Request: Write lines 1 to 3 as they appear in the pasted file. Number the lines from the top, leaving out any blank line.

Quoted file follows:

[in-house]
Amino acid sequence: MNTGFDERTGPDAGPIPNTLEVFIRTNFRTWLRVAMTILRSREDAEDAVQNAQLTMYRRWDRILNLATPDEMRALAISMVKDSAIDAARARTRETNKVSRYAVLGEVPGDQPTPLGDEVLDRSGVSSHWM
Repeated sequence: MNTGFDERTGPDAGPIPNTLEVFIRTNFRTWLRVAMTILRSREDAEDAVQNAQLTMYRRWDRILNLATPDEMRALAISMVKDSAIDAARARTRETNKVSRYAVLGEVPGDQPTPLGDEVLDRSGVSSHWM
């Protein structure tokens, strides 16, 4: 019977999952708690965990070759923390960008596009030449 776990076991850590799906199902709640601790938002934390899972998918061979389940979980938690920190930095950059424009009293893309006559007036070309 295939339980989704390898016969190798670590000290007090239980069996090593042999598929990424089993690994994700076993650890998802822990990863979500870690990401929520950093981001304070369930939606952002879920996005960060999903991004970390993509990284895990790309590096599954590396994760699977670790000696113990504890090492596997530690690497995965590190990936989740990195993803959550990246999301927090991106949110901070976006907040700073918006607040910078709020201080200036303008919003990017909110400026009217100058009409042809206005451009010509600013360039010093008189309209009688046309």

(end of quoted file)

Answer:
[in-house]
Amino acid sequence: MNTGFDERTGPDAGPIPNTLEVFIRTNFRTWLRVAMTILRSREDAEDAVQNAQLTMYRRWDRILNLATPDEMRALAISMVKDSAIDAARARTRETNKVSRYAVLGEVPGDQPTPLGDEVLDRSGVSSHWM
Repeated sequence: MNTGFDERTGPDAGPIPNTLEVFIRTNFRTWLRVAMTILRSREDAEDAVQNAQLTMYRRWDRILNLATPDEMRALAISMVKDSAIDAARARTRETNKVSRYAVLGEVPGDQPTPLGDEVLDRSGVSSHWM